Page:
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Smith Square Review - 04 August 2017

Fri, 08/04/2017

Veteran hard left winger refuses calls to resign 

No, it’s not Jeremy Corbyn facing calls to resign (at the moment), but the socialist leader of Venezuela, Nicolas Maduro.

Maduro, the successor to Corbynite favourite Hugo Chavez, is struggling to hold together a volatile Venezuela. The most recent controversy has come about from a highly unpopular referendum. Who says the British and Venezuelans have nothing in common?

The referendum calls for the creation of a constituent assembly to reassess the country’s constitution. Maduro’s detractors claim this is an attempt to give himself tyrannical powers, and refused to take part in the referendum – which Maduro duly won. His supporters claim that reform of the constitution is necessary to pull together a divided nation.

In the meantime, rioters clash with police on the streets of Caracas in front of the world’s cameras while many go without, thanks to shortages of food and hardship. The opposition blames Maudro, Maduro blames old enemies such as the United States for waging an economic war against Venezuela. The international community, including the Holy See, has called for Maduro to end the violence.

The measured opinion of Ken Livingstone, however, is that Chavez (Maduro's predecessor) should have killed all the oligarchs – the 200 families who he told Julia Hartley-Brewer own 80% of the wealth in Venezuela. If Chavez had done that, there wouldn’t be a problem in Venezuela. At least he didn’t mention Hitler.

 

Mooch Adieu about nothing

When focusing on the international, how could we resist casting our net across the pond? Catch of the day is latest Trump House casualty Anthony Scaramucci, now the shortest serving Communications Director in American history. Ten days into the post, he was fired on the morning John Kelly assumed office as new White House Chief of Staff, having threatened to ‘professionalise’ and purge 1600 Pen Av of leakers and bombastically collected the scalp of none other than Kelly’s predecessor, Reince Priebus. Quelle surprise Kelly wanted him out.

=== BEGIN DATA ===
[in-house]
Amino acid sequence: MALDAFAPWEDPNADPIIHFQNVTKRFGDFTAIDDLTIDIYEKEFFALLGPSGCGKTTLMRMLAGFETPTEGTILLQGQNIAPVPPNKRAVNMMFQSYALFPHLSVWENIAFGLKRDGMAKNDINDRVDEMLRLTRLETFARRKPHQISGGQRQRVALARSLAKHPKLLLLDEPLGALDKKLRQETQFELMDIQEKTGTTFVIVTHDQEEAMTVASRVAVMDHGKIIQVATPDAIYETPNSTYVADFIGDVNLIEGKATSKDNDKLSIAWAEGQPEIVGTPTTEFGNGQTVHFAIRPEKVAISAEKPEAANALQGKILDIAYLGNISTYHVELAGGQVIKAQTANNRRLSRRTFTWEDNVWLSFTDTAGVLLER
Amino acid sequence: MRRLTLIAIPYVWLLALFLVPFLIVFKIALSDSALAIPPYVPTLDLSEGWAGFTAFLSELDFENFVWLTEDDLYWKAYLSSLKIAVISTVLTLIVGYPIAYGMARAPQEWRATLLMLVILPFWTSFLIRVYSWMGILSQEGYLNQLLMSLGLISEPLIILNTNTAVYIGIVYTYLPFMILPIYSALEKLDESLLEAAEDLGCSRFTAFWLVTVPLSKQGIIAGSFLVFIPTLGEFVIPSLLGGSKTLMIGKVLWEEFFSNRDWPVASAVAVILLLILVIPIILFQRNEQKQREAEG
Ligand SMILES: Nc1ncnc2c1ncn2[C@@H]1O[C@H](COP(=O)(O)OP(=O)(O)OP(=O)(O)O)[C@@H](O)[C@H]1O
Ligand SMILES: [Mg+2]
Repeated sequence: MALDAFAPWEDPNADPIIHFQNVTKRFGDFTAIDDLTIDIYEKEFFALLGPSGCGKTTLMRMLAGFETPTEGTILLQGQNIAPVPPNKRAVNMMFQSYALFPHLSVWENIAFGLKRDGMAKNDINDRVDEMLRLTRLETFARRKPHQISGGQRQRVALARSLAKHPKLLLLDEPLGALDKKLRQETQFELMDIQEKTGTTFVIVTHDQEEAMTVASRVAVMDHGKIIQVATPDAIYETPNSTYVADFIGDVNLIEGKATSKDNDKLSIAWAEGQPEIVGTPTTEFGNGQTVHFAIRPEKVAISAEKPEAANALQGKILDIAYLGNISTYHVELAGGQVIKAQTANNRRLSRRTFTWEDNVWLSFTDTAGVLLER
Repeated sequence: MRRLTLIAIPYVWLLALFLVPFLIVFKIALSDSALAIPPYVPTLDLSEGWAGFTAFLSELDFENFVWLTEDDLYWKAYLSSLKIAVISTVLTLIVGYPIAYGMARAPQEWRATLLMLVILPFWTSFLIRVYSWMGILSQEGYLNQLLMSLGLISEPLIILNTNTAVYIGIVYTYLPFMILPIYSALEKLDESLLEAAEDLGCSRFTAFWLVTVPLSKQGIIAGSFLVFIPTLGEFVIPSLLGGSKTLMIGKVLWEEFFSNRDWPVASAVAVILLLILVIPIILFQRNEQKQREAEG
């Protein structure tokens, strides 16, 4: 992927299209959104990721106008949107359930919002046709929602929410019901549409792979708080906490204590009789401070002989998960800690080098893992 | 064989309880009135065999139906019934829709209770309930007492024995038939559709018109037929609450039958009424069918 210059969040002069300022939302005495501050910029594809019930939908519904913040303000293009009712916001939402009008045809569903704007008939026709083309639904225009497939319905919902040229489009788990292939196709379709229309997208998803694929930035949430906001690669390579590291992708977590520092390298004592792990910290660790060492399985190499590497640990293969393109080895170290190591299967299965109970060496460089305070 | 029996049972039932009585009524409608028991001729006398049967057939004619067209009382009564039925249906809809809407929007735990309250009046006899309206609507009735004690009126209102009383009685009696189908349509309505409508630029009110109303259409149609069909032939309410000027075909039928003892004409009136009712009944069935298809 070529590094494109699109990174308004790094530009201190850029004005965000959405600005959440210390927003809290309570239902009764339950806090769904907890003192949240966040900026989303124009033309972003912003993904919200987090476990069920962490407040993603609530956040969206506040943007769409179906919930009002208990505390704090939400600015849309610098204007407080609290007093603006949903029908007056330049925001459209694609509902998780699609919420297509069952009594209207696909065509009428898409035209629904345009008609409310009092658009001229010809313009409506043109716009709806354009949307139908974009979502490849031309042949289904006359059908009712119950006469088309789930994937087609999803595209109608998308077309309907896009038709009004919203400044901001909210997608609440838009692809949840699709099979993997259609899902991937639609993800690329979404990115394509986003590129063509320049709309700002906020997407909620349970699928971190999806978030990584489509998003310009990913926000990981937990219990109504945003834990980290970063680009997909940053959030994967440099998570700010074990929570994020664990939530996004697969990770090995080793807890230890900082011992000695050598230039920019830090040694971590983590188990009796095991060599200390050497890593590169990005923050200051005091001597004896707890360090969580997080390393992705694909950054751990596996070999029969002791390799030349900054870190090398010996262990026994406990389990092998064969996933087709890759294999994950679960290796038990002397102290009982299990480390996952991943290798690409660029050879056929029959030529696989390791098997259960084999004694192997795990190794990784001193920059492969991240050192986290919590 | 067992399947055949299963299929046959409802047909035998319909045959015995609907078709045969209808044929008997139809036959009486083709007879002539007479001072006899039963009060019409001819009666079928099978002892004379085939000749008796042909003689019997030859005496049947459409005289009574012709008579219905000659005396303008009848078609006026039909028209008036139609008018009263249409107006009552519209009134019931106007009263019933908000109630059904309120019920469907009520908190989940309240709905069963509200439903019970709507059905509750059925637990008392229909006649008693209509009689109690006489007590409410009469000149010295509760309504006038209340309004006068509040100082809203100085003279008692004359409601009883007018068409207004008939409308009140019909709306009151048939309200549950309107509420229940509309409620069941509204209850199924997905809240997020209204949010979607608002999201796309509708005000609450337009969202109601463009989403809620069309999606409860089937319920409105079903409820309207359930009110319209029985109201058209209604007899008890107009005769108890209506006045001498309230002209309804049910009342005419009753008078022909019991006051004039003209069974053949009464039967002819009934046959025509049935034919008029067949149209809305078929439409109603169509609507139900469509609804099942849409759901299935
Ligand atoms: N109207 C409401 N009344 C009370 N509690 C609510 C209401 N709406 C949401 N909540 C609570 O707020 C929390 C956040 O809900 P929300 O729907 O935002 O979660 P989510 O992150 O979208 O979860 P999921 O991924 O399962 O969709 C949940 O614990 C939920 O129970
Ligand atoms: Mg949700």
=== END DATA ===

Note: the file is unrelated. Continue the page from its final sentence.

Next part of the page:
Though a member of Trump’s original transition team, unlike the majority of the incumbent artistes in the Cirque du Trump, the Mooch never had any qualms admitting he was only a recent convert. Originally a supporter of Mitt Romney’s campaign in the primaries last year, the self-professed ‘front-stabber’ once called his future boss a ‘class-divider’, and espouses damningly progressive views, namely on gay marriage and birth control.  Sacked-and-Moody’s recently purged twitter feed stood at tangible odds with the agenda of the anti-LGBT zealots that Vice-President Mike Pence has stacked the administration with. Not least among them the man arguably running the show, White House Chief Strategist and BreitBart News founder Steve Bannon.

We need not feel too mooch sympathy for the former hedge fund manager and Goldman Sachs graduand. As his cheeky farewell to the recently departed ex-Press Secretary Sean Spicer suggests, the Mooch will indeed go on to ‘be the best man he can be,’ i.e. go on to keep making mountains of dosh.  The question is, who will fill the void, and will they beat his 10-day record?

 

Advantage Bercow

Back at home, being an MP is by no means an easy job. Gone are the days of strolling into Parliament in the mid-afternoon in between visits to the Strangers bar (for most, anyway).

Nowadays it’s pretty relentless. Your every move is analysed on a 24-hour news cycle, social media isn’t such a nice place, and journalists have seemed to make it their life’s work to catch you out on the figures - “sorry, are you telling me you don’t know the GDP per capita of Nicaragua from 1981-1983? How can we trust you in government?”

However, some of the perks of the job surfaced this week with the publishing of the register of MP’s interests, in which they must disclose their financials – any extra salary they have earned, gifts or donations. As it turns out, being an MP gets you a few freebies.

Commons Umpire John Bercow raised the most eyebrows, receiving two tickets to the Wimbledon Royal Box worth a cool £8,500. Tom Watson, Labour deputy leader, also served an ace and got Wimbledon tickets, with Damian Collins and Nigel Adams showing their edge by getting Glastonbury tickets. We presume that they were at the very front of the Pyramind stage crowd at around 4pm on Saturday afternoon.

The Prime Minister was not exempt, receiving a discount card from a high-end shoe shop (if she’s spending £900 on a pair of leather trousers, she could probably use it), with others declaring tickets for the Grand Prix at Silverstone and a smattering of test match cricket.

It was not all scandal, however, as the register also showed that Maria Caulfield, MP for Lewes, is still taking shifts as a nurse – it must have been a hard fight beating George Osborne to the role.

 

Souvenir of the week

This week, Prince Philip retired from his Royal duties, ending more than 65 years of supporting the Queen in her role as head of state. However, it appears that someone at the Telegraph rather jumped the gun as the announcement was made, accidentally publishing his pre-written obituary. Calm down guys, he's got a few years left in him yet.